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Why Pharma Often Fails at Root Cause Analysis and CAPA
Robert Seltzer, compliance manager at GSK, and highly active in American Society for Quality (ASQ) circles, gave a compelling presentation recently at a local chapter meeting on root cause analysis and corrective and preventive action (CAPA), and why pharmaceutical manufacturers may not be doing it all that well. This post summarizes (not in order of presentation) some key points from his talk.
It’s no secret that insufficient root cause analysis and CAPA have figured in many 483’s and regulatory failures of late. Richard Friedman of FDA has tied the fact to outmoded manufacturing and quality practices, suggesting that industry management may not always see the cost of compliance and the business value of proactive, redundant control.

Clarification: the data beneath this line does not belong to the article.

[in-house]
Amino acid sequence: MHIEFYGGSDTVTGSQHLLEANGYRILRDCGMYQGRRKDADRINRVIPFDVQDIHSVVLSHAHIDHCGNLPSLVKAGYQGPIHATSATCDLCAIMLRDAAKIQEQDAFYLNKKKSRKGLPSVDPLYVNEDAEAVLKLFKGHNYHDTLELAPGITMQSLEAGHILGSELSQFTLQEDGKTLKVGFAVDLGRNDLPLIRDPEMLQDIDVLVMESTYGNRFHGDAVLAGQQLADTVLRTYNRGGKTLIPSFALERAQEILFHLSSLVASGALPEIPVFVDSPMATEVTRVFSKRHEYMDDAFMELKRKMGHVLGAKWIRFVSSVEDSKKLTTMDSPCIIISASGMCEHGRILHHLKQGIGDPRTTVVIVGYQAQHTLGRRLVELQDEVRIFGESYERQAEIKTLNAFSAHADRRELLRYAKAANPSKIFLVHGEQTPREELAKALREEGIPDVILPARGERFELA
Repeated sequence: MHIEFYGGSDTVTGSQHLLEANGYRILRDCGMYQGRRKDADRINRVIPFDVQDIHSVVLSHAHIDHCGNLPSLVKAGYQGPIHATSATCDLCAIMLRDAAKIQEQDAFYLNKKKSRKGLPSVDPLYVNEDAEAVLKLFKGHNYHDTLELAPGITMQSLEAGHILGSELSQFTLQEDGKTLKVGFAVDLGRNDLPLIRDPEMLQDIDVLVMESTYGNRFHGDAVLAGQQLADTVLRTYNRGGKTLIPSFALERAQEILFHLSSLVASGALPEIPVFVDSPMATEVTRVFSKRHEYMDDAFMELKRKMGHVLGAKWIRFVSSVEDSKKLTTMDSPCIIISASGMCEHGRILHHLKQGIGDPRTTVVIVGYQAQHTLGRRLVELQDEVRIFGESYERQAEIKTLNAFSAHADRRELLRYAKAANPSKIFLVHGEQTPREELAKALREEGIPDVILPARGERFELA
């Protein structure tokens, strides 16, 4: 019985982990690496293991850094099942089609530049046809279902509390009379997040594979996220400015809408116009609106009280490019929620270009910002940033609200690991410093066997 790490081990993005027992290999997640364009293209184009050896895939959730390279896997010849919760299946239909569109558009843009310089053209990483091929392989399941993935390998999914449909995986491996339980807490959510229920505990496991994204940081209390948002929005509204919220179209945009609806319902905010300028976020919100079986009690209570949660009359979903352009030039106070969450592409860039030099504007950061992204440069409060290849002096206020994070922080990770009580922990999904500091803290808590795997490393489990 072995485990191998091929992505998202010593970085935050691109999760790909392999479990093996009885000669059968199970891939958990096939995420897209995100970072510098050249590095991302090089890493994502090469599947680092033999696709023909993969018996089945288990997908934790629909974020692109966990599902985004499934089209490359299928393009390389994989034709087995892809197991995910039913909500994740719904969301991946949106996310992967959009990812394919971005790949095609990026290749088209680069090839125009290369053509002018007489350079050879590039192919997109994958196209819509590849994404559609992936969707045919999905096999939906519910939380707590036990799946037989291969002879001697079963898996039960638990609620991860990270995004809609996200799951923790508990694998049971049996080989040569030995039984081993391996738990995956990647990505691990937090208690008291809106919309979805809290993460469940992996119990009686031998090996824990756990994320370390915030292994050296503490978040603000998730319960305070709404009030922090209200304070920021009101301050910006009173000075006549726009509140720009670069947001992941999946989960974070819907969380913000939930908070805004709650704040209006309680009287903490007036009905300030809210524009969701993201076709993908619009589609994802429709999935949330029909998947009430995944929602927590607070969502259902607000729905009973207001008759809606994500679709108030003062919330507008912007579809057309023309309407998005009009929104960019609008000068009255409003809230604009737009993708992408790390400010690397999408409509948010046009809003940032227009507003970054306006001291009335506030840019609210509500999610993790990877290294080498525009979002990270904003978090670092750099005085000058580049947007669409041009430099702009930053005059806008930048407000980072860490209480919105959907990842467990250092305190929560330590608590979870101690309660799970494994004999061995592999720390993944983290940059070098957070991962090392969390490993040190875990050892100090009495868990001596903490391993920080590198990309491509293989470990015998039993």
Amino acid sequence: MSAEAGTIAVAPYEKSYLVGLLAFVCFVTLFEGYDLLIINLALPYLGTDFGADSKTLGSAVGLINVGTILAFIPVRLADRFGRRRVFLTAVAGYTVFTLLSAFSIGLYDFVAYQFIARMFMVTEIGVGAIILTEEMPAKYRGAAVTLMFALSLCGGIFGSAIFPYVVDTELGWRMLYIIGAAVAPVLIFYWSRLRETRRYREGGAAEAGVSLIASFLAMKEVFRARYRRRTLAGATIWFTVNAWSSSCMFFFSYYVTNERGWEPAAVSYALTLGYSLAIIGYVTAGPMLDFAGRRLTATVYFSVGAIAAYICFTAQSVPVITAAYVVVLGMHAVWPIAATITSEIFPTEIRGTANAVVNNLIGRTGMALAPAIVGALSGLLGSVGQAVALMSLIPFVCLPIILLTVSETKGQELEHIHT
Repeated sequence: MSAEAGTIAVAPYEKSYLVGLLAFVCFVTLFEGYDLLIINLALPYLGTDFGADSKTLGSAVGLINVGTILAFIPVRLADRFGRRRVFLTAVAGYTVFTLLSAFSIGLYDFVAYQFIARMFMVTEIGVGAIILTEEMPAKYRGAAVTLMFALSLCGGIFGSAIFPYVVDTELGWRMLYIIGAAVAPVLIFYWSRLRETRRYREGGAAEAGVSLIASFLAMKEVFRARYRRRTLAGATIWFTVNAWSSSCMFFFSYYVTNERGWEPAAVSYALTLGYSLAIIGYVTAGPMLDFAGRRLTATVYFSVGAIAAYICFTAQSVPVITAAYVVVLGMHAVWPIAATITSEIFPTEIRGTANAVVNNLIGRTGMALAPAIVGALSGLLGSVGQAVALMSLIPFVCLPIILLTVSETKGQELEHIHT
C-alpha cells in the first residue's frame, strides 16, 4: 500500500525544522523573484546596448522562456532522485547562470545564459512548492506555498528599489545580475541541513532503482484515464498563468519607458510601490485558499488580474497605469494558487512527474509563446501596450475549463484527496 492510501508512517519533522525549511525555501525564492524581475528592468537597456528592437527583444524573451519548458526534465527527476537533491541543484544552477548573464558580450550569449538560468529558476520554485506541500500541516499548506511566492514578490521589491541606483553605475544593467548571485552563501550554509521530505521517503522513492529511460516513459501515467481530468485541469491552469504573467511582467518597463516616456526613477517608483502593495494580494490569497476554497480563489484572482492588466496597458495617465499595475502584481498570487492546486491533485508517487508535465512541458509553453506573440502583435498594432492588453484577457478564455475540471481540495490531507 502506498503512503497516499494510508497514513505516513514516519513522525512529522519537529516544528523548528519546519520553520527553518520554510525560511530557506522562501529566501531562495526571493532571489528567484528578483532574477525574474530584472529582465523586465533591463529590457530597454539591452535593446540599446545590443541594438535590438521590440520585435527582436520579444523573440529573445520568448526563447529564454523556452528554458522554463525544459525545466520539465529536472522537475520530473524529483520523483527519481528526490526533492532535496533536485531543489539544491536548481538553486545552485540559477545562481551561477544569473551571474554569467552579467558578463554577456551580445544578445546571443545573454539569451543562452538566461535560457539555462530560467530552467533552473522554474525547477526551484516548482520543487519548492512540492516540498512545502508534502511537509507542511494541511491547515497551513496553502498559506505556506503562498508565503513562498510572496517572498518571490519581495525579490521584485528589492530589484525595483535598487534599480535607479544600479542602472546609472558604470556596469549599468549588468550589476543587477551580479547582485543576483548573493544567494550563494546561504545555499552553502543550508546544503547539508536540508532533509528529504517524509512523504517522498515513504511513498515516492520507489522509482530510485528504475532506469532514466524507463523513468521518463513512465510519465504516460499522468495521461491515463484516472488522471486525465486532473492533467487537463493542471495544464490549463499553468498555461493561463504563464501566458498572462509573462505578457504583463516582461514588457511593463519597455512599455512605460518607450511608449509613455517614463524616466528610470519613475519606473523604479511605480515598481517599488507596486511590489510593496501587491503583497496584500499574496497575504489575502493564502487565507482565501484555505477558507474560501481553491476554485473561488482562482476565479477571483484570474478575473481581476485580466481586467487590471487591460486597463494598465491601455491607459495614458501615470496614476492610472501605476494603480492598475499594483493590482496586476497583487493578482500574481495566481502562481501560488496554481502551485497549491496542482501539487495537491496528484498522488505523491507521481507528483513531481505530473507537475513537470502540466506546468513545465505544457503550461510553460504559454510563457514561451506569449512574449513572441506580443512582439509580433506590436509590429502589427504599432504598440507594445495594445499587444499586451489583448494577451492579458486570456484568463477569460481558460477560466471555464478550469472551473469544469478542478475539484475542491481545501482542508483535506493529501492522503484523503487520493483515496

Seltzer, who believes that pharmaceutical manufacturing and quality professionals can be ranged in a bell curve based on their openness to cGMP’s, believes that pharma takes too linear and sequential a view of root cause analysis. In addition, he suggests, some QC professionals may be too limited by fishbone diagrams, one of many tools they might use to analyze quality problems and their sources.
In an ideal system, workers will be in a state of self control, Seltzer says, using Joseph Juran’s definition of control, manifesting itself in:
• Knowing what the target is
• Having a means to measure performance
• Being able to take corrective action.